Books about Oxford have generally focused on the University rather than the city. This original book on the local politics of Oxford City from 1830 to 1980 is based on a comprehensive analysis of primary sources and tells the story of the city’s progressive politics. The book traces this history from Chartism and electoral reform in the mid-nineteenth century, through the early years of socialism to the impact of communism in the interwar period, the struggle between nuclear disarmers and Gaitskellites in the 1960s and the impact of the new revolutionary left in the late 1970s. Throughout the narrative, the book contrasts the two approaches of those engaged in progressive politics, those who focused on the politics of reform and improved government and those who preferred the politics of revolt, protest and revolutionary rhetoric. The author argues that a central feature of this history has been the co-existence and interaction of working- and middle- class elements. It rediscovers a rich heritage, a fascinating story and offers a rare wide-ranging chronological narrative of local UK city politics. Through its extensive quotes from primary sources, the book presents a vivid picture of local politics over 150 years.Book Details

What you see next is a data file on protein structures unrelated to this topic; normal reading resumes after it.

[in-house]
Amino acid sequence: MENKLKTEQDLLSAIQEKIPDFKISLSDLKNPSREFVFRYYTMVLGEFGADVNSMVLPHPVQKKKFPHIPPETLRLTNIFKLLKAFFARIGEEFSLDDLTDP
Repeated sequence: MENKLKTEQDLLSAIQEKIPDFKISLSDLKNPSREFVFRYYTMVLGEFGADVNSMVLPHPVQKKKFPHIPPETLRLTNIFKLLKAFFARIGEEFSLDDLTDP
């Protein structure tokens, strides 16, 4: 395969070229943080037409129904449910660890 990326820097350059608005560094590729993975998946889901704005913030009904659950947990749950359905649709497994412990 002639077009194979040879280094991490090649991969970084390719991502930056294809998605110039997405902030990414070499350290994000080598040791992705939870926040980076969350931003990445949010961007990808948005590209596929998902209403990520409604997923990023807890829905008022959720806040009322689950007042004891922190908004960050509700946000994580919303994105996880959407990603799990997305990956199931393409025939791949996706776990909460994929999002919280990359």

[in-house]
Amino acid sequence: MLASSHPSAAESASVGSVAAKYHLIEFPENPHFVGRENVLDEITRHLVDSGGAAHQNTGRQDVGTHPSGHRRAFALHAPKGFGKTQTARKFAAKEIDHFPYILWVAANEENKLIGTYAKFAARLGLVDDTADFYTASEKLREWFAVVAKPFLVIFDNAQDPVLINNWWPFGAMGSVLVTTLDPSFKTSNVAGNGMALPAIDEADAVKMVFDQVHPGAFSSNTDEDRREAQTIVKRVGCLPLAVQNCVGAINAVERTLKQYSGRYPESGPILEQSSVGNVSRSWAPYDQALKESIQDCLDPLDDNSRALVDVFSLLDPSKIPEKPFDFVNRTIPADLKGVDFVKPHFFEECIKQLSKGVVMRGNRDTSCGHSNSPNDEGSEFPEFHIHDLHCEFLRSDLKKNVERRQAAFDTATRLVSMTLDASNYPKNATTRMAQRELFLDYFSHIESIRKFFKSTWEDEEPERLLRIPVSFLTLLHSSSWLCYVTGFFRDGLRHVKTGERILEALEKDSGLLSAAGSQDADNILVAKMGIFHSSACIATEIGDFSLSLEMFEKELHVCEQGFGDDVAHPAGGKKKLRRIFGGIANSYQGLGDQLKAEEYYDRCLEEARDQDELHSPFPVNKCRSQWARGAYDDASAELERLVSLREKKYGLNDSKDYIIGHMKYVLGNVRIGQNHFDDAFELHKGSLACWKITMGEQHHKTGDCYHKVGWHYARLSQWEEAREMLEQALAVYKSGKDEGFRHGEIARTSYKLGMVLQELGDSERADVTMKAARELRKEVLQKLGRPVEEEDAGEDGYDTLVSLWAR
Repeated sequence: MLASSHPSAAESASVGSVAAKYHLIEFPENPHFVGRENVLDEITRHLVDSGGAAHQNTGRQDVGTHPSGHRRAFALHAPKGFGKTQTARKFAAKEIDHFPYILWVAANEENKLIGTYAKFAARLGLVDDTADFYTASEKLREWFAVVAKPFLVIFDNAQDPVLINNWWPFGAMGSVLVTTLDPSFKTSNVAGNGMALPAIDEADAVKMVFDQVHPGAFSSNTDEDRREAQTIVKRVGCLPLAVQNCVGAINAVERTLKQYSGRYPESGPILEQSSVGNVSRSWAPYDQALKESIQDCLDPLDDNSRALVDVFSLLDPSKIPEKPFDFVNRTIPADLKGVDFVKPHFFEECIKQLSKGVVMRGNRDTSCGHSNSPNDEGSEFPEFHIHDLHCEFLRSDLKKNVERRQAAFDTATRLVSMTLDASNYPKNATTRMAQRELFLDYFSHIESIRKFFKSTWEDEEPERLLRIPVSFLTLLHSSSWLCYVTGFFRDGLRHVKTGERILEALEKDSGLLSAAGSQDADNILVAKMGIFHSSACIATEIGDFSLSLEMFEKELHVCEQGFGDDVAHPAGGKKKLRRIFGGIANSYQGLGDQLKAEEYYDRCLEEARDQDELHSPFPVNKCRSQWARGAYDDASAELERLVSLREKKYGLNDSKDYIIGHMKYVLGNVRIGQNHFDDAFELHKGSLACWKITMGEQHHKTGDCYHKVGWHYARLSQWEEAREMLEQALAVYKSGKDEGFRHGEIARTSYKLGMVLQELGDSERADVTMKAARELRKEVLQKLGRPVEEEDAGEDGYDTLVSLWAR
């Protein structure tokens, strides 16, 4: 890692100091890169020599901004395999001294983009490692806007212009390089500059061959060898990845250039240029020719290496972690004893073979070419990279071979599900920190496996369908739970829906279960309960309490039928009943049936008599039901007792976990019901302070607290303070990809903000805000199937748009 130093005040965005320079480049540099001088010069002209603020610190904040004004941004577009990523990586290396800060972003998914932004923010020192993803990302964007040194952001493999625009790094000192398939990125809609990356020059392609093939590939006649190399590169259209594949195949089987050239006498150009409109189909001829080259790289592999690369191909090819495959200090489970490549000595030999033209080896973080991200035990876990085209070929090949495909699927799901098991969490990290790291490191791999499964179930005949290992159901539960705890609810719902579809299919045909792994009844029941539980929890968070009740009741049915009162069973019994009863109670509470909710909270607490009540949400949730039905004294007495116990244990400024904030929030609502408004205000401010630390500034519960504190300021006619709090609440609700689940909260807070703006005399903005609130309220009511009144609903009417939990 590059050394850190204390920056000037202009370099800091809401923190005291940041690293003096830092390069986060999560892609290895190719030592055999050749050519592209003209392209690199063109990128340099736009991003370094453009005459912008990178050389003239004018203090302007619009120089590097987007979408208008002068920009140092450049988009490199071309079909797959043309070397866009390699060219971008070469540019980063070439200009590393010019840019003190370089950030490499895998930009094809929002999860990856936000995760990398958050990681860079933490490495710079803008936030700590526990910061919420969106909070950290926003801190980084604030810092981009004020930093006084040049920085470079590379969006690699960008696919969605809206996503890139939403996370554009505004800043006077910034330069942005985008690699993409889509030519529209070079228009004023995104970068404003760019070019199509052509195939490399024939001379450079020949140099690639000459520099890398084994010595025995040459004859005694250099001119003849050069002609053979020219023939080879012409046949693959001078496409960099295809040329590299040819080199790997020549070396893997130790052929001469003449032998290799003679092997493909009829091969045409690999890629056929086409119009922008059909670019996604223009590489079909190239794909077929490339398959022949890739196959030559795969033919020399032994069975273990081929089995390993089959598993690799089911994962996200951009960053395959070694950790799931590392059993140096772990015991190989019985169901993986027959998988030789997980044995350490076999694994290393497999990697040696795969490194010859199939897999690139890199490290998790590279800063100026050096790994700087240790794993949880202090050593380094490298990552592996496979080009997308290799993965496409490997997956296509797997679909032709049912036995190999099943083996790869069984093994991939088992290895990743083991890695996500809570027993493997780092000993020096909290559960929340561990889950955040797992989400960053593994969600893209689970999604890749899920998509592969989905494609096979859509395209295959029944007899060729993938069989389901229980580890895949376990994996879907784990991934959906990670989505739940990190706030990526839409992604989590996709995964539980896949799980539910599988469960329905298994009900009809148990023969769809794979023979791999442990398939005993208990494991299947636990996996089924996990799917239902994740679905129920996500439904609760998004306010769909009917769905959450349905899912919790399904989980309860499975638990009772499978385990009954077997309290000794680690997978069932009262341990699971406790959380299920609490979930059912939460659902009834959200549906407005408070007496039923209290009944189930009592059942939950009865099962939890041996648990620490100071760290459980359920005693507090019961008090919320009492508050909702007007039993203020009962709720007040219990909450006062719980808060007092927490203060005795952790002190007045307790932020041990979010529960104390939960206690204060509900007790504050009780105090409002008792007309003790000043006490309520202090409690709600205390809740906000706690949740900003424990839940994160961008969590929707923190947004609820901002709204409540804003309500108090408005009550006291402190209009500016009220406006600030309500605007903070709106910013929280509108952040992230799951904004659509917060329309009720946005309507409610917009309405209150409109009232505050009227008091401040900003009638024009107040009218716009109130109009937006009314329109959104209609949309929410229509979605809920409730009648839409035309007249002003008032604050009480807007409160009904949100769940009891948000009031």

The naval leader has taken centre stage in traditional naval histories. However, while the historical narrative has been fairly consistent the development of various navies has been accompanied by assumptions, challenges and competing visions of the social characteristics of naval leaders and of their function. Whilst leadership has been a constant theme in historical studies, it has not been scrutinised as a phenomenon in its own right. This book examines the critical period in Europe between 1700 -1850, when political, economic and cultural shifts were bringing about a new understanding of the individual and of society. Bringing together context with a focus on naval leadership as a phenomenon is at the heart of this book, a unique collaborative venture between British, French and Spanish scholars. As globalisation develops in the twenty-first century the significance of navies looks set to increase. This volume of essays aims to place naval leadership in its historical context.
An electronic version of this book is freely available, thanks to the support of libraries working with Knowledge Unlatched. KU is a collaborative initiative designed to make high quality books Open Access for the public good. The Open Access ISBN for this book is 978-1-911534-76-1. More information about the initiative and details about KU’s Open Access programme can be found at www.knowledgeunlatched.orgBook Details
Edited by Angela Condello, Carlo Grassi and Andreas Phillippoloulos-Mihalopoulos. Introduction by Carlo Grassi
What does it mean to judge when there is no general and universal norm to define what is right and what is wrong?
This is the first publication of an English translation of Jean-Luc Nancy’s acclaimed consideration of the law’s most pervasive principles in the context of actual systems and contemporary institutions, power, norms, laws. In a world where it is clearly impossible to imagine the realization of an ideal of justice that corresponds to every person’s ideal of justice, Nancy probes the limits of legal normativity starting from this problem.